Project description:Cellular differentiation involves widespread epigenetic reprogramming, including modulation of DNA methylation patterns. We have investigated DNA genome-wide methylation dynamics in embryonic stem cells, primary myoblasts, terminal differentiated myotubes and mature myofibers. About 1.000 differentially methylated regions (DMRs) have been indentified during muscle-lineage determination and terminal differentiation. As a whole, muscle lineage commitment was characterized by a major gain of DNA methylation, while muscle differentiation was accompanied by loss of DNA methylation in CpG-poor regions. Notably, hypomethylated regions in muscle cells were neighboured by enhancer-type chromatin, suggesting the involvement of DNA methylation in the regulation of cell-type specific enhancers. Indeed, one of the hypomethylations detected in muscle cells affected the super-enhancer of the master transcription factor Myf5. Super-enhancers have been defined as large clusters of transcriptional enhancers driving cell-identity and gene expression, but how these lineage-specific super-enhancers are specifically activated or repressed in different tissues is not well understood. We demonstrated that the binding of the transcription factor USF1 to Myf5 locus occurs upon DNA demethylation of the super-enhancer region in myogenic committed cells. Taken all together, we have characterized the unique DNA methylation signatures of muscle-committed cells and highlighted the importance of DNA methylation mediated regulation of cell identity super-enhancers. We have investigated DNA genome-wide methylation dynamics in embryonic stem cells, primary myoblasts, terminal differentiated myotubes and mature myofibers by AIMS-seq techniques and coupled to microarray expression data by SurePrint G3 Mouse 8x60K from Agilent Technologies. Samples were in triplicates, except for ESCs (quadruplicates).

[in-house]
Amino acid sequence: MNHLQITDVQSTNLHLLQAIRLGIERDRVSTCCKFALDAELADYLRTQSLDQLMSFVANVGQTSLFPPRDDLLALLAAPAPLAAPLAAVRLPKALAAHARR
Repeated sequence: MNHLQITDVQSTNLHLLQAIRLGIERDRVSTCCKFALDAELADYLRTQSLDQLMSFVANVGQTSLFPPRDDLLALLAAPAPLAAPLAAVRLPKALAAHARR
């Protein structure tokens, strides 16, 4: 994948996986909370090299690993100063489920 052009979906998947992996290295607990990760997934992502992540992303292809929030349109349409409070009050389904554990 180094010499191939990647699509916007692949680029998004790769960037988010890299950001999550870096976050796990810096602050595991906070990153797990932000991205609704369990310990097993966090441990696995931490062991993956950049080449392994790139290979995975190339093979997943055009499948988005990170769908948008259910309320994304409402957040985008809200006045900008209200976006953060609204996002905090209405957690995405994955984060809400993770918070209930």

Project description:The methyl-cytosine binding protein 2 (MeCP2) is a reader of epigenetic DNA methylation marks and necessary and sufficient to reorganize 3D heterochromatin structure during cellular differentiation, e.g., myogenesis. In addition to global expression profile changes, myogenic differentiation is accompanied by 3D-heterochromatin reorganization that is dependent on MeCP2. MeCP2 is enriched at pericentric heterochromatin foci (chromocenters). During myogenesis, the total heterochromatin foci number per nucleus decreases while foci volumes and MeCP2 protein levels increase. Ectopic MeCP2 is able to mimic similar heterochromatin restructuring in the absence of differentiation. We compared expression profile changes during myogenic differentiation to changes related to MeCP2-induced heterochromatin reorganization in the absence of differentiation. We used the Affymetrix 430.2 microarray system to study the expression profile changes during myogenic differentiation (myotubes vs myoblast) and MeCP2 related expression changes in transiently transfected myoblasts (high vs. low MeCP2 protein levels) in five independent experiments for each condition. Overall design: To obtain expression profile changes during myogenic differentiation, five biological replicas of undifferentiated Pmi 28 myoblasts (MB) and in vitro differentiated Pmi 28 myotubes (MT) were cultured as described elsewhere. To obtain MeCP2 dependent and differentiation independent expression profile changes, five biological replica of undifferentiated Pmi 28 myoblasts were transiently transfected with MeCP2-YFP. Subsequently, transfected cells were FACSorted to generate MeCP2-high (R4) and -low (R5) level fractions. Total RNA was prepared for each sample out of cell pellets containing 6.5x10exp5 to 1.7x10exp6 cells and further processed according to the GeneChip Expression Analysis Technical Manual by Affymetrix and hybridized to Affymetrix 430.2 microarrays.